04/14/2014 07:01 PM ET
The lure of lower corporate taxes is tempting some U.S. companies such as Walgreen to set their sights further afield. -- AP
The lure of lower corporate taxes is tempting some U.S. companies such as Walgreen to set their sights further afield. -- AP View Enlarged Image
Taxes: Walgreen, America's venerable drug-store chain, is thinking the unthinkable: relocating to Europe. Not because it sees growth and opportunity there, but because of onerous taxes here in the U.S. It's an ominous trend.
The Financial Times of London calls it "one of the largest tax inversions ever." That is, a company seeking to avoid punitive taxes in one market by moving to another.
No doubt the FT is right. And after its recent $16 billion takeover of Swiss-based Alliance Boots, it would be easy for Walgreen to remake itself as a Swiss company.
If it did, the Democratic Party's liberals would no doubt call Walgreen unpatriotic for wanting to lessen its tax burden. In fact, they are responsible for an economic environment so hostile to capital and investment that companies now find it intolerable.
As we've noted, corporate tax rates in the U.S. are the highest among the developed nations. The average rate in America in 2013 was 39.13%; for all of the Organization for Economic Cooperation and Development nations, it stood at 28.2%.
In short, being headquartered here is a major competitive disadvantage for American firms.
According to an analysis by UBS, Walgreen's U.S. tax rate is 37.5% — compared with Alliance Boots' rate in Europe of about 20%. That's a huge gap, worth billions of dollars a year.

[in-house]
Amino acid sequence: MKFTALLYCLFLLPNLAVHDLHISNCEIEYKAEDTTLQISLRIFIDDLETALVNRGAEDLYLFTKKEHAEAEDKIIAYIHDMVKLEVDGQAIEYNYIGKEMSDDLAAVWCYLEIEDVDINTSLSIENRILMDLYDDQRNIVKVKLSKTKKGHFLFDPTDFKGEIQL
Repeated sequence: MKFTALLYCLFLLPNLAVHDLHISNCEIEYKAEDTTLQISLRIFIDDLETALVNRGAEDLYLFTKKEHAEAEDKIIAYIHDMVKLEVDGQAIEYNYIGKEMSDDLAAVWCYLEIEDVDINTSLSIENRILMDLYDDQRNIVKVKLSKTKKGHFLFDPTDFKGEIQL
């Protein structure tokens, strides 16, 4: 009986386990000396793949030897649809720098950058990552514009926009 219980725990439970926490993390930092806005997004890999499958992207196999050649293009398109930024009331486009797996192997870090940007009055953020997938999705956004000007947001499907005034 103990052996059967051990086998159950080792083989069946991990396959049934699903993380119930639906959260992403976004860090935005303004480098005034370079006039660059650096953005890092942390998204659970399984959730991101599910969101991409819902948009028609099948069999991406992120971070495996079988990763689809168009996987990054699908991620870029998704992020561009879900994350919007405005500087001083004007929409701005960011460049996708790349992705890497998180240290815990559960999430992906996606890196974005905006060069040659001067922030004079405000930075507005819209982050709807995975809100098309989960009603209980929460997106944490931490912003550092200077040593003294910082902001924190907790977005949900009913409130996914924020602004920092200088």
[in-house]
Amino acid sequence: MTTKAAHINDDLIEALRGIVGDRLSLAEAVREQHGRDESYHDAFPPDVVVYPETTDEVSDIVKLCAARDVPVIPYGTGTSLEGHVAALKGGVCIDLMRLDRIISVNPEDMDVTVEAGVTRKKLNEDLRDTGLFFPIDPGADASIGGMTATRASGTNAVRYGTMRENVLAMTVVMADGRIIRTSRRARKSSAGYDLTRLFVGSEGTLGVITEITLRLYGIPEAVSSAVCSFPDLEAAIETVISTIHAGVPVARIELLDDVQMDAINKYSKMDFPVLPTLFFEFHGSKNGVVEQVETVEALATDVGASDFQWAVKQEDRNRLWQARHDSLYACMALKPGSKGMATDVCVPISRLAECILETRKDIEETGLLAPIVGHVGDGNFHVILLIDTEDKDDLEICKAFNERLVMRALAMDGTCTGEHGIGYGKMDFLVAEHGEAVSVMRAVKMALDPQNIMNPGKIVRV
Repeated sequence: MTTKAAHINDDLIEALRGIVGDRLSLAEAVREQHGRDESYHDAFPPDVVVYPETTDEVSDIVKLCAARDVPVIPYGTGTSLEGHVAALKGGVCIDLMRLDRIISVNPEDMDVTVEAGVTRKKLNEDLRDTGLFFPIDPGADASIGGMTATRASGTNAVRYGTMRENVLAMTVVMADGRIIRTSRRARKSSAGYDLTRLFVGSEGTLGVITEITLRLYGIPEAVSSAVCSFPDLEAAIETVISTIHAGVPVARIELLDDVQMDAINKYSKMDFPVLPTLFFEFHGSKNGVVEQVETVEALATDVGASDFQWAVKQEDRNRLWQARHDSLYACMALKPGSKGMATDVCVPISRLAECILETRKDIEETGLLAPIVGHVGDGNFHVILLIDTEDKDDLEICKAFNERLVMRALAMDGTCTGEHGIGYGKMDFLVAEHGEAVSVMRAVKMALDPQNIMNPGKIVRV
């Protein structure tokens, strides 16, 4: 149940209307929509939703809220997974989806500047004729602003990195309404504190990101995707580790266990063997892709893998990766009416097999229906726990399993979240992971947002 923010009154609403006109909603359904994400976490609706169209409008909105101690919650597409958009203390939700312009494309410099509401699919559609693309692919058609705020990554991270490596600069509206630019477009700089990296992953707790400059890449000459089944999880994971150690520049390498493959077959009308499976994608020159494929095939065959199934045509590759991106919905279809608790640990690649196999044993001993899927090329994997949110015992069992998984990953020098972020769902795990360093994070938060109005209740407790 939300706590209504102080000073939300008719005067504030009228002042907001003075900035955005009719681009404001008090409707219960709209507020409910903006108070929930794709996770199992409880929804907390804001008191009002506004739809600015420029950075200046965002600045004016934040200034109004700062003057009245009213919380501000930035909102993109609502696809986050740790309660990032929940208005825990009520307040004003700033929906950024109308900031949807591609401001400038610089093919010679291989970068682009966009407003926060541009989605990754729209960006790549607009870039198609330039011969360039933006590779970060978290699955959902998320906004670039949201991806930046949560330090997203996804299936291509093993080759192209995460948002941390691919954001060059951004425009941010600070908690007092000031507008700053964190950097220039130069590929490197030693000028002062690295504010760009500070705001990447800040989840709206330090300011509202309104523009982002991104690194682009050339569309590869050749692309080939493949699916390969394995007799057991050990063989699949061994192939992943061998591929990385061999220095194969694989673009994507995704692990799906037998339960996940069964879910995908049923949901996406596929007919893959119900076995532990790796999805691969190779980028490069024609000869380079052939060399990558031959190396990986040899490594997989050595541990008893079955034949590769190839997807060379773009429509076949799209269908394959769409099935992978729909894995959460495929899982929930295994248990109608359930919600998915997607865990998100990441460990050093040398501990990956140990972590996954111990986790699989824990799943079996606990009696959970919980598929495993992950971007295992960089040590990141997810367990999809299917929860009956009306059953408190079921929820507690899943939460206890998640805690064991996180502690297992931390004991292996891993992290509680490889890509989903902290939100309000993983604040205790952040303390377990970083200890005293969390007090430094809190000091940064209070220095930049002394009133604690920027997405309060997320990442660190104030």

But it's even worse than that. A recent OECD study says the "integrated tax rate" — taxes on capital and income — for U.S. companies is a nightmarish 67.8% vs. 43.7% for the OECD.
Many companies facing steep tax rates and insane regulations in the U.S. have had enough. They're keeping their profits overseas. Last week, Senate Finance Committee chief Ron Wyden, an Oregon Democrat, reported U.S. corporations now hold $2.1 trillion in earnings in overseas accounts — a massive amount, roughly equal to 12% of U.S. gross domestic product.
A total of 547 companies — including Apple, GE, Microsoft and Pfizer — have dramatically expanded their so-called foreign indefinitely reinvested earnings overseas, which let them avoid the punishing rates here at home.
"The new numbers ... certainly highlight what is one of the key challenges for tax reform," said Wyden. No kidding.
Wyden and his fellow Democrats will try to raise taxes even higher or gut foreign tax exemptions. If so, it will backfire. Companies won't invest here if government takes more of their money; they'll just find new ways to put it out of reach.
And why shouldn't they?
Not only are taxes too high, but also new laws such as Dodd-Frank and ObamaCare, a vast expansion of regulation, debt and the size of government, the federal takeover of entire industries, the bullying of Wall Street and demonization of CEOs, and forced CO2 cuts that will hammer manufacturers have made this the least pro-free market U.S. government in generations.
Eventually, a new Congress and president will get wise and reform our tax code, cut regulations, get government out of picking winners and losers, and end the war on entrepreneurs, business and investment.
When they do, that $2.1 trillion will come flooding back as investment in America. And the resulting boom, with millions of new, high-paying jobs, will make our current stagflation-malaise seem like a bad memory.